Would you hire a contractor to renovate your home without a contract?
You would want to see them lay out an approach, along with dates, details about their team, and cost projections.
After all, doing it without a contract would be like throwing your money away.
We wouldn’t build or renovate a building without a blueprint, so why do we start projects without setting up a solid foundation first?
My essential go-to tool is a Project Charter.
I think of the charter as a way to facilitate great discussions between the sponsor, the team, and the stakeholders. That way, everyone starts the project on the same page, with clarity of purpose and an understanding of how they’ll execute the project.
The charter, developed through a series of discovery conversations, becomes the blueprint that guides the project team.
It allows us to frame out what we know and what we don’t know about the project.
And we use it to ask questions that clarify the stakeholder needs, lay out a clear direction, and create an environment where the team can be successful.
The project charter’s real magic lies in that last bit: It forces us to ask questions, get clarity, and confirm that everyone is on the same page about what we’re doing and why and how.
Without the Project Charter or a similar discovery process, projects often move forward even when the goals and objectives contain a great deal of ambiguity. And when that happens, things start to go wrong.
When there are ambiguities and unknowns, we generally fill in the blanks with our own assumptions. Or — even worse — the team makes its own assumptions without realizing that they are doing so.
And assumptions that have not been validated have the power to completely derail a project.
Sooner or later, assumptions will cause issues — and the later in the process those issues come to light, the more devastating the effects.
We backtrack, so our budget also slips. Sometimes we have to go all the way back to verifying our original intentions, outcomes, scope, and requirements.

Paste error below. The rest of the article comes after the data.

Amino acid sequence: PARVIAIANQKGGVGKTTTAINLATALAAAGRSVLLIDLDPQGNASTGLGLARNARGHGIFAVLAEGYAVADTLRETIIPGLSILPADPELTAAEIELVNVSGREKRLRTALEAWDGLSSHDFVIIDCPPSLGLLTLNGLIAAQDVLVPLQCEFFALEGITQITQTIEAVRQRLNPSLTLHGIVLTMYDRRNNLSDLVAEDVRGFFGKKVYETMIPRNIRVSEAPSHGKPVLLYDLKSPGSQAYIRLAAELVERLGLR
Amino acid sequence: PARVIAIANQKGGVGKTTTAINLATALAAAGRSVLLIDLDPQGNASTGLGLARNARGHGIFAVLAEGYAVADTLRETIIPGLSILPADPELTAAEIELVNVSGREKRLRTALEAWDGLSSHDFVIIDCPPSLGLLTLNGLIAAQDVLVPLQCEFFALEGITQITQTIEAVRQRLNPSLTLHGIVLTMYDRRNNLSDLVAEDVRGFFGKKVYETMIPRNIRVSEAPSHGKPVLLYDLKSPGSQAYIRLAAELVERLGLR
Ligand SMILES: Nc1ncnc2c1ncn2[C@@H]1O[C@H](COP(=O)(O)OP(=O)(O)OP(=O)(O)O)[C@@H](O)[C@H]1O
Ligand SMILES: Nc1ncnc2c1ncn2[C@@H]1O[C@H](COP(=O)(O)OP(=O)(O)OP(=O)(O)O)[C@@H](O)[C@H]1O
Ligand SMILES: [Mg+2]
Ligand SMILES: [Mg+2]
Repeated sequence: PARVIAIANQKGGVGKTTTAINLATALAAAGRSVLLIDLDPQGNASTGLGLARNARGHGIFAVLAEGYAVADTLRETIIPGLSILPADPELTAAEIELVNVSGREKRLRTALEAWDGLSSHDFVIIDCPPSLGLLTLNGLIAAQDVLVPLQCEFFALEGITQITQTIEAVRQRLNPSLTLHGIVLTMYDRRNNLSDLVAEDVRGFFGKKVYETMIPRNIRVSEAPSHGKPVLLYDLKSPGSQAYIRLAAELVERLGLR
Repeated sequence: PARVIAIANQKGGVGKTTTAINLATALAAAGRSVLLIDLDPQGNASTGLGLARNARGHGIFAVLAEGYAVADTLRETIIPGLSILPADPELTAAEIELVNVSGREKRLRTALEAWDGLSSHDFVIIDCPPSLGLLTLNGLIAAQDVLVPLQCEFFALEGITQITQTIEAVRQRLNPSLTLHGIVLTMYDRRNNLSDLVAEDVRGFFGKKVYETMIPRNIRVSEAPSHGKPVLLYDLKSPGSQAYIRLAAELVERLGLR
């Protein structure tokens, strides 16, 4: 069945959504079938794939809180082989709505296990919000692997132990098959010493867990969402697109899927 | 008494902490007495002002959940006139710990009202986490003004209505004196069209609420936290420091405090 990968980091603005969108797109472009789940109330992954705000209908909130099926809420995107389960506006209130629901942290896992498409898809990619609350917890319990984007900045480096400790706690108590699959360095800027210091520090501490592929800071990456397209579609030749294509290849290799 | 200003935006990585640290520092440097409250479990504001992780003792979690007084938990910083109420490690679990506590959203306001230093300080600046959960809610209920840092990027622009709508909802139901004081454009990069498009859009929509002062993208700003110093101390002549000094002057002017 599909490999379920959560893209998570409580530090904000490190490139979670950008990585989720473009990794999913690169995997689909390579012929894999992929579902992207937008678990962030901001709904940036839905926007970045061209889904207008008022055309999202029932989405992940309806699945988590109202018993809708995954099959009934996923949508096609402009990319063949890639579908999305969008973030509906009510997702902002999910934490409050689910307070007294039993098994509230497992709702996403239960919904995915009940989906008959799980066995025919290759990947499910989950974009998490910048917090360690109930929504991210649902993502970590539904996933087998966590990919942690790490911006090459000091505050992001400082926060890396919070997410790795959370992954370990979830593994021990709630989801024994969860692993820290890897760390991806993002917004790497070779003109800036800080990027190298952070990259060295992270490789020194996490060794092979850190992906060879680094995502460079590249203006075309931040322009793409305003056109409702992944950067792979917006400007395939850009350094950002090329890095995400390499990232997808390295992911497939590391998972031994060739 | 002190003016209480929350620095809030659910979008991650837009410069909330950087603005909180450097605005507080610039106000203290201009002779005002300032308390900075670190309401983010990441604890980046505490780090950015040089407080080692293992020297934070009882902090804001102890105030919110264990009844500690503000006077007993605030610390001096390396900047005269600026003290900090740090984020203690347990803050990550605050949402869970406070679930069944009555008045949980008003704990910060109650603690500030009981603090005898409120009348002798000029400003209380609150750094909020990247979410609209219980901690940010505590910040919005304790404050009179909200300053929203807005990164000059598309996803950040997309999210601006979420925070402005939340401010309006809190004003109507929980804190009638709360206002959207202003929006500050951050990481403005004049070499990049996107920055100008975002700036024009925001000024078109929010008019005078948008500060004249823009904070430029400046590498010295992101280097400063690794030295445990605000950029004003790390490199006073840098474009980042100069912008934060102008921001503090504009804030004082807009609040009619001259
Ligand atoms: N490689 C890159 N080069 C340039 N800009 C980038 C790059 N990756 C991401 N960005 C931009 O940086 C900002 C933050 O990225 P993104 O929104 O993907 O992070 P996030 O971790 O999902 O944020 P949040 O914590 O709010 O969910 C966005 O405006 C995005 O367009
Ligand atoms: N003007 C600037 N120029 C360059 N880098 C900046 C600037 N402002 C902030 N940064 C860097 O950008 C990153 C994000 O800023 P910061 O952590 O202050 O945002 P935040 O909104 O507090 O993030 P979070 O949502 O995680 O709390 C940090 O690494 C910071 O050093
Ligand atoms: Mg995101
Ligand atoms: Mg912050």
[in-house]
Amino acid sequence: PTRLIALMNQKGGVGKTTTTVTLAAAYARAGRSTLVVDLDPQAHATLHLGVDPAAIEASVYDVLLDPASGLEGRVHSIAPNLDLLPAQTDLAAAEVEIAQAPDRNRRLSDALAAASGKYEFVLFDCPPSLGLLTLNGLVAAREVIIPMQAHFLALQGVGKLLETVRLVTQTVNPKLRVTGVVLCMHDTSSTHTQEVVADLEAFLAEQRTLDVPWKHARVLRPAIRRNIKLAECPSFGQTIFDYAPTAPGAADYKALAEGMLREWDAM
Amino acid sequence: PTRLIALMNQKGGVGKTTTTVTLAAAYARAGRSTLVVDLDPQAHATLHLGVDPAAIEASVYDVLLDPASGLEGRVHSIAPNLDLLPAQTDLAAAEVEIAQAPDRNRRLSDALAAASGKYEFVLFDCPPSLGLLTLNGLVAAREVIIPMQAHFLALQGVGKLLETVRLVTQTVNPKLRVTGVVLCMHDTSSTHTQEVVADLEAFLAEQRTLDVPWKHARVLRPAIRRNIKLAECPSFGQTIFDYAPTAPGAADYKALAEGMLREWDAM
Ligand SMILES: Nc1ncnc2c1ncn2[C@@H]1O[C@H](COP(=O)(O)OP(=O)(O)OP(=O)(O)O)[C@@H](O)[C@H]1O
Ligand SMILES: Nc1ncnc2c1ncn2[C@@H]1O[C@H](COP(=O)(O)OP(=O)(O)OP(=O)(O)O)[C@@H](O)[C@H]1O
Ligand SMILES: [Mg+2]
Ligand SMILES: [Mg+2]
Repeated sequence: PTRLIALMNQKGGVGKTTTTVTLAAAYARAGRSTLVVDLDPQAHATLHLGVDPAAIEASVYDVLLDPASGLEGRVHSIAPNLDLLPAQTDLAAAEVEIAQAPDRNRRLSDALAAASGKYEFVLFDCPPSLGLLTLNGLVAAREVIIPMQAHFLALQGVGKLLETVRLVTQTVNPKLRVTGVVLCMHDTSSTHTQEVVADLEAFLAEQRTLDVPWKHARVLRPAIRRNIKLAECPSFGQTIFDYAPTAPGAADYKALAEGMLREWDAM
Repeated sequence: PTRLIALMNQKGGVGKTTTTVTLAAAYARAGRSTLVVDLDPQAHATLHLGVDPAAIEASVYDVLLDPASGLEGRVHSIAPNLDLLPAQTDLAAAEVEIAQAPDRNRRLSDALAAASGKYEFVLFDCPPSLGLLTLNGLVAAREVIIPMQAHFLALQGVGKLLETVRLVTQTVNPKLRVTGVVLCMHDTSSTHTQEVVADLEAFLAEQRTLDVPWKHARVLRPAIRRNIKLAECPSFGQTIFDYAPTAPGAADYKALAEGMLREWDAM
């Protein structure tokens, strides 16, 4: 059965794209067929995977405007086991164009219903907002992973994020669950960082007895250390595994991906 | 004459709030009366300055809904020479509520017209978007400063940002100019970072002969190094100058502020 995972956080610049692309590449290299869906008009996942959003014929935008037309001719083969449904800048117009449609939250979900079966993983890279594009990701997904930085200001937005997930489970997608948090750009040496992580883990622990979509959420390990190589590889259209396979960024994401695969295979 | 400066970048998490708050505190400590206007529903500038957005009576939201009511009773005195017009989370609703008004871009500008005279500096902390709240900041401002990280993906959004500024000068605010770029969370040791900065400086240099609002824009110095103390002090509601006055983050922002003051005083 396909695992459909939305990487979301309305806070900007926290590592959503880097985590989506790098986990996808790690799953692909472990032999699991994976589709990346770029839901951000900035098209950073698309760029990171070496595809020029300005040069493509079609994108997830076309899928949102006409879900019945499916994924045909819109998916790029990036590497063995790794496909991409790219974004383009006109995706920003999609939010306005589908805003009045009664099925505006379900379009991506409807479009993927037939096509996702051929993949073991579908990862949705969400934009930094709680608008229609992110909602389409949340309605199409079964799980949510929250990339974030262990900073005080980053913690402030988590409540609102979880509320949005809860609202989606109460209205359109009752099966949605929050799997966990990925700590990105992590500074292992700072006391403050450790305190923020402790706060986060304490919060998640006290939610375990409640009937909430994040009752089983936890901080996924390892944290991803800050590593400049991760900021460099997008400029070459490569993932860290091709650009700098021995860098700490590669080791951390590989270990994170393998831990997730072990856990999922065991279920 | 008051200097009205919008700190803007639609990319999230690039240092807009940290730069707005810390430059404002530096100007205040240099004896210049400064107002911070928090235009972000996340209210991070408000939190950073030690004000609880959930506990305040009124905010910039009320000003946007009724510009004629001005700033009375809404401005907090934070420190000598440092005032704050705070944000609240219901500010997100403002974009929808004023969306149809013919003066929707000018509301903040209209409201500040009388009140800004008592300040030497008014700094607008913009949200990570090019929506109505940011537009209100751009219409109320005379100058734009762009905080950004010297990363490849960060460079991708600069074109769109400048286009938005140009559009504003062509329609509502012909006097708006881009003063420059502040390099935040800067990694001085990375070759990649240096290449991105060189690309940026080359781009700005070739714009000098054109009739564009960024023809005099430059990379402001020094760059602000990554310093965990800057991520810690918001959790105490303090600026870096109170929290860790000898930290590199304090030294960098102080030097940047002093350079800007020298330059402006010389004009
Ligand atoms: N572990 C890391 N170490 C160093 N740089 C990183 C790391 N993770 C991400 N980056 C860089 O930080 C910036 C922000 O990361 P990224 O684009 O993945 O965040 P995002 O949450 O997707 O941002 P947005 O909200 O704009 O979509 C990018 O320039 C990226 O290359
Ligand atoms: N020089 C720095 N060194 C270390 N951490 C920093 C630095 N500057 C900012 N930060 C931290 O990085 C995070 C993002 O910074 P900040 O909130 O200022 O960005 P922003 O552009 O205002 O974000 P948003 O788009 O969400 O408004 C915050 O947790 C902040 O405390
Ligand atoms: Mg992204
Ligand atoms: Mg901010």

Ultimately, we may fail to deliver the project at all. Or we deliver a project that meets all the explicit specifications — but doesn’t address the intended goal, due to all the assumptions built into the planning process.
How to Uncover Assumptions and Keep Projects On Track
The best and simplest tool for uncovering assumptions and dissolving ambiguity is asking questions. Lots and lots of questions.
For some reason, we are often reluctant to ask the questions that might bring us clarity. But for the sake of the business strategy and project success, clarity is essential:
✓ Clarity on outcomes
✓ Clarity on requirements
✓ Clarity on roles and responsibilities
✓ Clarity on the work effort and timelines
That’s why the Project Charter is so helpful — it opens up space for asking these clarifying questions.
J.A. Dewar recommends asking the “journalism questions” (who, what, when, where, why and how) at the outset of a project — and adding “why” to each one.**
- What do you need and why?
- What problem are you hoping to solve and why?
- How will you use this and why?
- How will you build it and why?
- Where will it be used and why?
- Who will use it and how and why?
- What is the impact of not doing this and why?
- When do you need it and why?
- Who will be impacted and how and why?
- What is the budget and why?
Rigorously asking ALL these questions (and as many more as you can come up with) will uncover the hidden assumptions embedded in the project goals, plans, timelines, and budget forecasts.
Resolving ambiguities and identifying and validating assumptions at the outset makes it more likely that the project will be delivered on time and on budget.
Just as importantly, it greatly increases the odds that the final implementation will be used as intended and will serve the organization’s strategic goals.
** Cited in Kinser, J. (2010). Don’t make an ass out of you and me—using assumptions effectively. Paper presented at PMI® Global Congress 2010—North America, Washington, DC. Newtown Square, PA: Project Management Institute. https://www.pmi.org/learning/library/assumptions-based-planning-analyze-techniques-6582